wikileaks

'The Fifth Estate:' Is WikiLeaks Good for America?

 via The Fifth Estate Facebook Page: facebook.com/TheFifthEstateMovie

Still from 'The Fifth Estate' via The Fifth Estate Facebook Page: facebook.com/TheFifthEstateMovie

Am I the only one who finds it deliciously ironic that WikiLeaks founder Julian Assange objects stridently to how he is portrayed in the new movie, The Fifth Estate? The film, which hits theaters in wide release today, turns its attention to the organization best known for publicly sharing otherwise confidential information of various governments, including our own.

Assange is clearly a study in eccentricity. From his tow-headed locks to his lock-down work environment, he fascinates as often as he infuriates. To demonstrate their displeasure about the coming film, WikiLeaks actually leaked the screenplay to the public ahead of the movie release and has published numerous corrections they deem necessary to more accurately reflect history. They have also labeled the movie "irresponsible, counterproductive and harmful,” adjectives made that much more poignant, given that similar epithets have been leveled at WikiLeaks for their own work.

But despite this latest round of drama revolving around WikiLeaks and its lightning rod of a front man, the question still remains:

Is WikiLeaks good for America?

Bradley Manning Acquitted of 'Aiding the Enemy'

Bradley Manning photo hangs on lightpost, photo by savebradley / Flickr.com

Bradley Manning photo hangs on lightpost, photo by savebradley / Flickr.com

A military judge ruled Tuesday that Pfc. Bradley Manning was not guilty of aiding the enemy. In 2010, he was arrested for allegedly passing classified materials to the website WikiLeaks. If Manning had been found guilty of aiding the enemy, he could have been sentenced to life in prison. The sentencing phase of the trial will begin Wednesday.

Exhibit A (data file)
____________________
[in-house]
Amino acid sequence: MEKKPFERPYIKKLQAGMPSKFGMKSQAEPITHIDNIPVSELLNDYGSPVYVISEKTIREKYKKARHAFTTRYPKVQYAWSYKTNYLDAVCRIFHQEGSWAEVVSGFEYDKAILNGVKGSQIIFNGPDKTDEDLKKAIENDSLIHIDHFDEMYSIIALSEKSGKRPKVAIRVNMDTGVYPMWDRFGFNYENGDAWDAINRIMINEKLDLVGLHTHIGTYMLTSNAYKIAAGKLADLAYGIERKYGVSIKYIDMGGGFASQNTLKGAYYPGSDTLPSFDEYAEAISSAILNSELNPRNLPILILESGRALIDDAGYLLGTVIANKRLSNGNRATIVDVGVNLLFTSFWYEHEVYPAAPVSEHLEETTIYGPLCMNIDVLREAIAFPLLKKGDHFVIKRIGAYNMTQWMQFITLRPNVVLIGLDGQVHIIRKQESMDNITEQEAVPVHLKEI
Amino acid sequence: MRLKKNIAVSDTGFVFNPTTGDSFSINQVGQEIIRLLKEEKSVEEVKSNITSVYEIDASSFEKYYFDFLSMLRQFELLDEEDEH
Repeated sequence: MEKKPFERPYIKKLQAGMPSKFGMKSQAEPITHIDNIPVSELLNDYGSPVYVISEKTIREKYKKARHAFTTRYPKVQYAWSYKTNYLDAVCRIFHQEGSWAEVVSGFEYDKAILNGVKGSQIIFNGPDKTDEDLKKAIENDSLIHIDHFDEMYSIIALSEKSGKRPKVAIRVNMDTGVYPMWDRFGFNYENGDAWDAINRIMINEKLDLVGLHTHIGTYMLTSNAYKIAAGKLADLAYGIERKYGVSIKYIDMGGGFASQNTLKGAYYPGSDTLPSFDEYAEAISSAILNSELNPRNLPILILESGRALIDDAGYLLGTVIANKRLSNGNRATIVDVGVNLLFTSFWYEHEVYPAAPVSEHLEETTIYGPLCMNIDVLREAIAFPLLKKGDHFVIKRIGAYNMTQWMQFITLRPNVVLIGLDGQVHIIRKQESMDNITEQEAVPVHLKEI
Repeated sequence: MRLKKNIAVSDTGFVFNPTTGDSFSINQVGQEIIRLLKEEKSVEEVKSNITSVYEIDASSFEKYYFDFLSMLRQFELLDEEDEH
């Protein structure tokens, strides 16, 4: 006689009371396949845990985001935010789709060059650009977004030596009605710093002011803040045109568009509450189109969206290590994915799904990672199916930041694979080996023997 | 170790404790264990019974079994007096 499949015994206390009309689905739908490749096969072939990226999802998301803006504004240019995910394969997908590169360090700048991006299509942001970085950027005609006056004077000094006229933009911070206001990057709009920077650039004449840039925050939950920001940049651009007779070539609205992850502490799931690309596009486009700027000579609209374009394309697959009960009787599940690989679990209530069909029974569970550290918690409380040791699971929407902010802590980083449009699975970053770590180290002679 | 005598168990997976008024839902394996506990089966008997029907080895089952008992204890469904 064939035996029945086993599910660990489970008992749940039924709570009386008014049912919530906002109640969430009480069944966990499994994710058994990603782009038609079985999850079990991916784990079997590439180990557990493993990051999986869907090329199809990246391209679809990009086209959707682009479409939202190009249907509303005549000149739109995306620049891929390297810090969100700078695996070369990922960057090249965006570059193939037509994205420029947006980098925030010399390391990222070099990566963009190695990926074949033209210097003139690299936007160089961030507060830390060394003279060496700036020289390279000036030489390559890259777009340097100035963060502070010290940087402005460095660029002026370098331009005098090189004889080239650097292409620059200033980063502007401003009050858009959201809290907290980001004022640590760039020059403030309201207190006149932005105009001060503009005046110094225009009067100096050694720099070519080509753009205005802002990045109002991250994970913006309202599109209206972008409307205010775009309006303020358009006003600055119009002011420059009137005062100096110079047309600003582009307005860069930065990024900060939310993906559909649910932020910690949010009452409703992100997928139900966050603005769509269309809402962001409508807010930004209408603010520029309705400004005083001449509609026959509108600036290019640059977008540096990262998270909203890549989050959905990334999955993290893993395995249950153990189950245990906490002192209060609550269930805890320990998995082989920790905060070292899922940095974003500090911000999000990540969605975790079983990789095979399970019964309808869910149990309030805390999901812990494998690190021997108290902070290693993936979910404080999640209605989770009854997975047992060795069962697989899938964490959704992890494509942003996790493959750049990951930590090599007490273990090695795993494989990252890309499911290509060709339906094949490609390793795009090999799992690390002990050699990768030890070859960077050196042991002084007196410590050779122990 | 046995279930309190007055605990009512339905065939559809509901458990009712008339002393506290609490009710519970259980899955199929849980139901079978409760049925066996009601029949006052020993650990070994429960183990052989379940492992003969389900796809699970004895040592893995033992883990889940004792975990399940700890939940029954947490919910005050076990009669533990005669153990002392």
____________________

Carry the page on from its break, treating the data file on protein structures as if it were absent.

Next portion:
The New York Times reports:

Private Manning had already confessed to being WikiLeaks’ source for a huge cache of government documents, which included videos of airstrikes in which civilians were killed, hundreds of thousands of front-line incident reports from the Afghanistan and Iraq wars, dossiers on men being held without trial at the Guantánamo Bay prison, and about 250,000 diplomatic cables.

But while Private Manning had pleaded guilty to a lesser version of the charges he was facing, which could expose him to up to 20 years in prison, the government decided to press forward with a trial on a more serious version of the charges, including “aiding the enemy” and violations of the Espionage Act, which could result in a life sentence.

Read more

The Truth of Bradley Manning and the Mythical Cover-Up of America

Free Bradley Manning rally, photo by cool revolution / Flickr.com

Free Bradley Manning rally, photo by cool revolution / Flickr.com